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healthy kids


AUTISM’S


GUT-BRAIN AXIS A Promising Approach to Healing by Emily Courtney


W


ith the diagnosis of autism spectrum disorder (ASD) on the rise—now affecting one in


every 59 school-age children, according to estimates from the U.S. Centers for Disease Control and Prevention (CDC) — identifying effective, integrative remedies is more important than ever. “You may have five kids with ASD that


are very different in how they present and what contributes to the disorder, so one size and one treatment does not fit all,” says Kenneth A. Bock, M.D., of Bock Inte- grative Medicine, in Red Hook, New York, author ofHealing the New Childhood Epidemics: Autism, ADHD, Asthma, and Allergies. Te Groundbreaking Program for the 4-A Disorders. ASD encompasses a range of disorders


characterized by repetitive behaviors and impaired social skills and communication. Although it includes four distinct condi- tions, one of its hallmarks is how much it varies from person to person and how different the restrictions can be for each child. Te very nature of the condition lends


itself to integrative approaches that can be significantly effective, says Bock. “ASD is really a whole-body disorder that affects the brain, so a whole-body approach makes so much more sense.”


36 NA Triangle www.natriangle.com


Kids with ASD may have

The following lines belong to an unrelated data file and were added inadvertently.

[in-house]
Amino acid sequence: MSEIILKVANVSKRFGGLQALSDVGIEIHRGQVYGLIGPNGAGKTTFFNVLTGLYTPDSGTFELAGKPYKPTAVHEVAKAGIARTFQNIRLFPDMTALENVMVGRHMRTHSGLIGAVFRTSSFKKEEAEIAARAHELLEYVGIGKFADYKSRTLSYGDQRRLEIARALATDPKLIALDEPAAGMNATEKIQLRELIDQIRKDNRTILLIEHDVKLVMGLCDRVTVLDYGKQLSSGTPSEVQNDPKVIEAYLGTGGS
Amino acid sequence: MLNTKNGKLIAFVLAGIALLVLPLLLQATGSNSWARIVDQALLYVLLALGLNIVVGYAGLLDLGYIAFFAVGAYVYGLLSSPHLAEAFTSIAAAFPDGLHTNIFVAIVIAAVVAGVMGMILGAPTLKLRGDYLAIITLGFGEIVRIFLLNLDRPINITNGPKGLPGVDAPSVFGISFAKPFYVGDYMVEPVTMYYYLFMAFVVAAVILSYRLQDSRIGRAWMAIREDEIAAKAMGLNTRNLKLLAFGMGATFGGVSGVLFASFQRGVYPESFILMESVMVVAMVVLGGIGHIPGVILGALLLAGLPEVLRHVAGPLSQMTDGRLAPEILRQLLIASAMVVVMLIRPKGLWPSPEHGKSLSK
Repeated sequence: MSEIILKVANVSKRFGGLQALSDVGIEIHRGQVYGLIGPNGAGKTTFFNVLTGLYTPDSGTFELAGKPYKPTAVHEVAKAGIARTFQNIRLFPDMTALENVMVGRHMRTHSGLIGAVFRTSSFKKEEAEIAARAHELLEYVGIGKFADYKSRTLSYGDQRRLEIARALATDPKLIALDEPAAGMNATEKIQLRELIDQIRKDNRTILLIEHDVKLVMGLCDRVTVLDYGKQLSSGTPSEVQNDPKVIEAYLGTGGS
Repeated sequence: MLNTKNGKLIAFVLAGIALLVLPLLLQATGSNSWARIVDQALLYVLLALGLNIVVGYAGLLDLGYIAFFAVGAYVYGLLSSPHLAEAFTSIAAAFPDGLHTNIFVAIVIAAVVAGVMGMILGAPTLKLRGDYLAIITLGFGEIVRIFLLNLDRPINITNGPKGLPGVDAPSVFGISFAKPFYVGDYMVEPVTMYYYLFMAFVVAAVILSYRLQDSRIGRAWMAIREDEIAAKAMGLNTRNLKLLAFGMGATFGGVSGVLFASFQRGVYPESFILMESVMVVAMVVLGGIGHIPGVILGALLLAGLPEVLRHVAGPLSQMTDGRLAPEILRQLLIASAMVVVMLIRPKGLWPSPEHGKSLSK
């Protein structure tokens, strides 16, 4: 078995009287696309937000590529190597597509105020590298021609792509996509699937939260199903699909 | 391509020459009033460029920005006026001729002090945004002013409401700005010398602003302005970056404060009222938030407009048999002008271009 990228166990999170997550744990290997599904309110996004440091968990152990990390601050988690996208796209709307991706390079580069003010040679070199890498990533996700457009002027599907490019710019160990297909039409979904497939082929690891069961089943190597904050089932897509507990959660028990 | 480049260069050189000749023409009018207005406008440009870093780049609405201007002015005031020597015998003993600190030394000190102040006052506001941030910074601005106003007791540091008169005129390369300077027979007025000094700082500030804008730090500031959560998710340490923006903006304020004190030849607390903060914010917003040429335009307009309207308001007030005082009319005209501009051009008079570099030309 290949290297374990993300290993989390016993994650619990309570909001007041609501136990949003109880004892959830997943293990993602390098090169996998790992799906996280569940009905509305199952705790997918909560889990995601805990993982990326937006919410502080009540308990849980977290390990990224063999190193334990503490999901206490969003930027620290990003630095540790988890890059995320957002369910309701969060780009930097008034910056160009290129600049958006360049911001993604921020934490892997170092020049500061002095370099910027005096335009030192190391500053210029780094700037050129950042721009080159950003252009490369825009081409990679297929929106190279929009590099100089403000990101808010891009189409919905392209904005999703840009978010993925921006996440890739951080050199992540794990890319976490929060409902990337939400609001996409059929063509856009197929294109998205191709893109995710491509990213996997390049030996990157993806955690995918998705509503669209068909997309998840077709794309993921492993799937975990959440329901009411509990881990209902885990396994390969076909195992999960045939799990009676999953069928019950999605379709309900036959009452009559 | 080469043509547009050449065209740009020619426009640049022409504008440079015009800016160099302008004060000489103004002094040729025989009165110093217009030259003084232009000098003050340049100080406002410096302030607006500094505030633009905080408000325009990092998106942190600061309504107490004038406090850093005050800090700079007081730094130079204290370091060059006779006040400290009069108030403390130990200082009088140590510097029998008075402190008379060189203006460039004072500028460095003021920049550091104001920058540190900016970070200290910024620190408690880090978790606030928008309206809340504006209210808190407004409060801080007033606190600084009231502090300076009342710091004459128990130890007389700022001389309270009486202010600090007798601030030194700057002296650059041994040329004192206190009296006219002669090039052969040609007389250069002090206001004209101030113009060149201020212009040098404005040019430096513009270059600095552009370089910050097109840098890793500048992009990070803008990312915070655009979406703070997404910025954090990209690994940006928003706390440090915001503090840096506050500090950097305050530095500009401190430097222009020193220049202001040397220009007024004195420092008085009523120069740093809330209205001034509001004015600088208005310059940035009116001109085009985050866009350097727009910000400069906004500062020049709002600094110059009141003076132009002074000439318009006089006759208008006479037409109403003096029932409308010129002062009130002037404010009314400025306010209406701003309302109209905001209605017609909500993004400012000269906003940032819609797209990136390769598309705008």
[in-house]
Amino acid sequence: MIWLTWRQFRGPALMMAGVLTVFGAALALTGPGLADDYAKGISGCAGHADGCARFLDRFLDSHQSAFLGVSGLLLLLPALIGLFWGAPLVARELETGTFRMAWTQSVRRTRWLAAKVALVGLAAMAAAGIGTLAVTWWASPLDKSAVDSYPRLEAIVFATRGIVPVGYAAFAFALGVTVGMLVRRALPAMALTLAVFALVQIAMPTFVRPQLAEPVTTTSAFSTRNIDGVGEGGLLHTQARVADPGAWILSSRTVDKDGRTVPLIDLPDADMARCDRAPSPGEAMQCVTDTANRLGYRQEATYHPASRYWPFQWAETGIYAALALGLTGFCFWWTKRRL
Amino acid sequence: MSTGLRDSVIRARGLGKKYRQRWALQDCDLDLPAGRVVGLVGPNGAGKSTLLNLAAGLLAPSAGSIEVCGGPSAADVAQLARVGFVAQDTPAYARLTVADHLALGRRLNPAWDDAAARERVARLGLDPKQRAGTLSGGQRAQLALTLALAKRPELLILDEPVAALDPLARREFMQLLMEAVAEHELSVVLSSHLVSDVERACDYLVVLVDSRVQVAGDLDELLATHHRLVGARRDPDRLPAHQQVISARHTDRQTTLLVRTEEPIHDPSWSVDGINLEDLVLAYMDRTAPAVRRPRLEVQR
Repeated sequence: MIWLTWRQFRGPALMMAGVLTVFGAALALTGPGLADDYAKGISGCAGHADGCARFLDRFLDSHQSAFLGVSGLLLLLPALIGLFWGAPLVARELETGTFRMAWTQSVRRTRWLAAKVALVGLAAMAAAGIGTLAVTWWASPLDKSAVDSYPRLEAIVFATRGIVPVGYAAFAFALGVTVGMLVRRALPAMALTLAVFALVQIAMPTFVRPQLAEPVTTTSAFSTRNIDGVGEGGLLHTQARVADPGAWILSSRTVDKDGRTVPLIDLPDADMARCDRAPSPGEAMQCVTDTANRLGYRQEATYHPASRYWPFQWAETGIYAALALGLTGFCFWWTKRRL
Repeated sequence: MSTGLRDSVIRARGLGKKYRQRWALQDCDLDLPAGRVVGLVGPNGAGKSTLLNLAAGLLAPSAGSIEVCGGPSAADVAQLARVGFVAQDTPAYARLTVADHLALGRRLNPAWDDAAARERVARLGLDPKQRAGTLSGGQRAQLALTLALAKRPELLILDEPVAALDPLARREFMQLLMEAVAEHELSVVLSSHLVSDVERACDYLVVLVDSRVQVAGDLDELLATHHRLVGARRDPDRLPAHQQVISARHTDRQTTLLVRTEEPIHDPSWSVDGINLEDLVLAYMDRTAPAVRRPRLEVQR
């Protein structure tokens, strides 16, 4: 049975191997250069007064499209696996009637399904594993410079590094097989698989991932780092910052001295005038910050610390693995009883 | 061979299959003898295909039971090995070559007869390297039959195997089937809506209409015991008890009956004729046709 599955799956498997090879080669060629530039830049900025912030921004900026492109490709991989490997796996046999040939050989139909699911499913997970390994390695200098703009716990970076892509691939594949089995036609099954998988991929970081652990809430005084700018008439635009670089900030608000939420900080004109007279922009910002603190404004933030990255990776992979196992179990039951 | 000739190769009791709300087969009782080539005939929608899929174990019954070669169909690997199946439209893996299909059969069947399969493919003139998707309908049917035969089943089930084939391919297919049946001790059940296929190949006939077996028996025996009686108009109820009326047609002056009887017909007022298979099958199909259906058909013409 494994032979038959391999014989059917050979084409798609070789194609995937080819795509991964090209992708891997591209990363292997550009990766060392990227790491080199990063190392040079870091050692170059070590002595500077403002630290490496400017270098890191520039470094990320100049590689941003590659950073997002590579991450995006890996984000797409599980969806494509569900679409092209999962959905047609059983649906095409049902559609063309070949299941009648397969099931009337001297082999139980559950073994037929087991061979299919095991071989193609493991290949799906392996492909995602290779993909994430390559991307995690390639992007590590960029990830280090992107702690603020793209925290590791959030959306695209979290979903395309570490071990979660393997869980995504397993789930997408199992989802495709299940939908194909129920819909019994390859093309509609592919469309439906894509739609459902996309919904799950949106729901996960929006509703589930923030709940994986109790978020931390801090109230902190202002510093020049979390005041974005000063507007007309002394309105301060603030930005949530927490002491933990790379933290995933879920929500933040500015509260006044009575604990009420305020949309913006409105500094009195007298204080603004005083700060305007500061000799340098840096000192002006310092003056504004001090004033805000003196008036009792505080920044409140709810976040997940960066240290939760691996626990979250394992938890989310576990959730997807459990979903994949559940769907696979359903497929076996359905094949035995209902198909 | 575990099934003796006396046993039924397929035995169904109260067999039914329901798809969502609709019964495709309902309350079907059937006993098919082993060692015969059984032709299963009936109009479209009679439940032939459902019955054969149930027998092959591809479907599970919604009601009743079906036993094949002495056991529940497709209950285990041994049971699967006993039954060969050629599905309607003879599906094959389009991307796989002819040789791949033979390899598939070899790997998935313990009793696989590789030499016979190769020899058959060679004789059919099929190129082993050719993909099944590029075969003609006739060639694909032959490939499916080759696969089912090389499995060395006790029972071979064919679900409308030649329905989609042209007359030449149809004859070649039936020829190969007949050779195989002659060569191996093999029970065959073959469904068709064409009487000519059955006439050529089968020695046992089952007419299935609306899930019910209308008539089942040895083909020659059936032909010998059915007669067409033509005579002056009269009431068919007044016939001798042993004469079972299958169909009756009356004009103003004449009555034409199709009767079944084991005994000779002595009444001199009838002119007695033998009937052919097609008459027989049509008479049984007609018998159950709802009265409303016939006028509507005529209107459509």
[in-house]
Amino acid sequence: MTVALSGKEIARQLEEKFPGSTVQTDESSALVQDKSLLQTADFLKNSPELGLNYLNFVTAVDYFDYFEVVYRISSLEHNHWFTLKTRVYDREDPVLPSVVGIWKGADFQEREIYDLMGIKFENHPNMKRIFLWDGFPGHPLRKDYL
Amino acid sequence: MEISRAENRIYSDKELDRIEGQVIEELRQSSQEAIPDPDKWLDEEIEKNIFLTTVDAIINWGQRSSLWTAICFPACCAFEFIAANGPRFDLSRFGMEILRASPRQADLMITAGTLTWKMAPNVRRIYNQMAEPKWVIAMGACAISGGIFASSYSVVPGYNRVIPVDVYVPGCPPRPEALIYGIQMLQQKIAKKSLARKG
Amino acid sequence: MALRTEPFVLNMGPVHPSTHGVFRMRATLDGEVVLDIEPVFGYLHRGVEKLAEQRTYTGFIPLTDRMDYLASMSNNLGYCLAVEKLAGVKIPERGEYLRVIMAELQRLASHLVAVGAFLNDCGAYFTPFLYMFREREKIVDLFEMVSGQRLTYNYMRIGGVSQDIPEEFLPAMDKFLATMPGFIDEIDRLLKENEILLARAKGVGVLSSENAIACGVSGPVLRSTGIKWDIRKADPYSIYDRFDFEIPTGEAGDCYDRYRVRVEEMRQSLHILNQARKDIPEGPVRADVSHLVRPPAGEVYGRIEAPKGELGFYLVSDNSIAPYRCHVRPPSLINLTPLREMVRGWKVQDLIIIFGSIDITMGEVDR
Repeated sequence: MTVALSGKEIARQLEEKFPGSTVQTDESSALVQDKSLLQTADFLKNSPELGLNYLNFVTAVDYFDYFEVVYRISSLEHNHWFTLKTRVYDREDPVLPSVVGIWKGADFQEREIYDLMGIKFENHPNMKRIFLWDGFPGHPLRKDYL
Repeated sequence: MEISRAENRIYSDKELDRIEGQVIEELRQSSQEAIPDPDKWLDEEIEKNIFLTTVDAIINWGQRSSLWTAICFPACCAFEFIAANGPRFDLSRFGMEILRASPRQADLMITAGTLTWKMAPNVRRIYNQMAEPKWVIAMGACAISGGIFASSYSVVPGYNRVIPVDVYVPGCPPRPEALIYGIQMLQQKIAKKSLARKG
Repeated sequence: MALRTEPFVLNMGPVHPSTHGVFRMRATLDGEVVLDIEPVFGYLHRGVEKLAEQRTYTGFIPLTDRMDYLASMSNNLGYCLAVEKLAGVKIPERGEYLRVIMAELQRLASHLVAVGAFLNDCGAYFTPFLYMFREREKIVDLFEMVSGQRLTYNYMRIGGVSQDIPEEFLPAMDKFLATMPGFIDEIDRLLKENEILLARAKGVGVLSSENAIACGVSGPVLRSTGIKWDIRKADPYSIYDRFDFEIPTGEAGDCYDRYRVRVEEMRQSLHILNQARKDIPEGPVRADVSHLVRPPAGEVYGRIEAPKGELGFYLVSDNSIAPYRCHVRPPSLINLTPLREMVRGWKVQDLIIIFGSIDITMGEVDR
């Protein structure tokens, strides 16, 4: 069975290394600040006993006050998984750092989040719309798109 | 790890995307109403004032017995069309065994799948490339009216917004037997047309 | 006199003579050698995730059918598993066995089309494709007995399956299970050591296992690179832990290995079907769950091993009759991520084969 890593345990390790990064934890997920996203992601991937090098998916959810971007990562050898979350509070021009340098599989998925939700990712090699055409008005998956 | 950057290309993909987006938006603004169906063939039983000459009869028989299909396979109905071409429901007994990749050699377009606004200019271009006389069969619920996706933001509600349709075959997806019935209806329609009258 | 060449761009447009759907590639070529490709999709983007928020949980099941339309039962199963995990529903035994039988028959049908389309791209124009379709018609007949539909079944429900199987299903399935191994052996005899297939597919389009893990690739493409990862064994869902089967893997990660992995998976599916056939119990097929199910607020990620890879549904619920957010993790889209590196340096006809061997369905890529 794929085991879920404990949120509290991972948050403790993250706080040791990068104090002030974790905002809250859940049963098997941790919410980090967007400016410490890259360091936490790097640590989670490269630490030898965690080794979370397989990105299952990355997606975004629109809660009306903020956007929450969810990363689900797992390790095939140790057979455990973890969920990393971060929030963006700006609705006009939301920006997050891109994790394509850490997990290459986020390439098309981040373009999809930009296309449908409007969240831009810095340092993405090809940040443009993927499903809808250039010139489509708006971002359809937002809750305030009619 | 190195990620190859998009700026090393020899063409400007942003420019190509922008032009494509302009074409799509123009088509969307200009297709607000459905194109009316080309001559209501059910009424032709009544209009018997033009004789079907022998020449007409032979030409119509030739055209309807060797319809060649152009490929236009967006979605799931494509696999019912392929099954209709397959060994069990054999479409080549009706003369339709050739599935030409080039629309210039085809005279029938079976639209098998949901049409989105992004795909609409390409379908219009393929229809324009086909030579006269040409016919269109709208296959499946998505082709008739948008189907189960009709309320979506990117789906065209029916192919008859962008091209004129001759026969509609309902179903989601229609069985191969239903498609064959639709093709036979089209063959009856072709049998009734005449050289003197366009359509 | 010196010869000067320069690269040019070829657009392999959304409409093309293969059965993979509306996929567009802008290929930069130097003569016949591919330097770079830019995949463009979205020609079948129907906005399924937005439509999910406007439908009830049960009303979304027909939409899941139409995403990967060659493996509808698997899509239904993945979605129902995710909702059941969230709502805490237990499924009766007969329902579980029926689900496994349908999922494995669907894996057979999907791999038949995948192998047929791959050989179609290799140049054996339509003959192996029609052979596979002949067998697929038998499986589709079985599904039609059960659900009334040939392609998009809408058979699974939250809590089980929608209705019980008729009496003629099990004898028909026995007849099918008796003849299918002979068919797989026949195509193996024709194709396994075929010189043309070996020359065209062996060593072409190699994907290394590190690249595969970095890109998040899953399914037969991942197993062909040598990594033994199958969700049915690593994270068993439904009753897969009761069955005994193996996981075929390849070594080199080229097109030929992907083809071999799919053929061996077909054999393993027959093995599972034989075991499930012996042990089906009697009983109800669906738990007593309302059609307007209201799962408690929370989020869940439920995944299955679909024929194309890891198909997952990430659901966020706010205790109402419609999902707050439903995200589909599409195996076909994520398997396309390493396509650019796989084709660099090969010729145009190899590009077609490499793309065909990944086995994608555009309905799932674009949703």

inflammation in the brain, and we’ve


learned that it can be very much related to inflammation of the gut.


—Kenneth A. Bock, M.D. From specialized diet and supplement


regimens to a variety of alternative thera- pies, parents have a wealth of complemen- tary options from which to choose. One integrative approach, however, is showing exceptional, research-backed promise: healing the gut.


Te Gut-Autism Connection Children with ASD frequently experience gut issues such as constipation or diarrhea; a review from the International Society for Autism Research indicated that nearly 47 percent of autistic children exhibited at least one gastrointestinal (GI) symptom. And, the more severe a child’s GI symptoms, the more severe the autism, according to a study in BMC Gastroenterology.


Not coincidentally, research is finding


that these digestive conditions and the accompanying ASD may be connected to the gut microbiome, an ecosystem of trillions of microbes living in the digestive tract. “Kids with ASD may have inflamma-


tion in the brain, and we’ve learned that it can be very much related to inflammation of the gut,” explains Bock. “Te gut and immune system—which are intimately connected because the majority of our immune system is in the gut—are two of the most crucial systems involved in autism spectrum disorders.” It turns out that kids with ASD have


less bacterial diversity in their guts than non-autistic kids, along with an imbal- ance between good and bad bacteria. Tis dysbiosis of the gut flora leads to problems with improper immune function, inflam- mation and a leaky gut barrier. It all comes down to the gut-brain


axis, by which the gut and brain commu- nicate with each other. When the micro- biome isn’t balanced, not only is this vital communication system broken, but toxins and pro-inflammatory molecules that trigger ASD-like behaviors can cross the blood-brain barrier. Experts say prioritizing gut health can relieve both GI issues and ASD symptoms.


Chinnapong/Shutterstock.com


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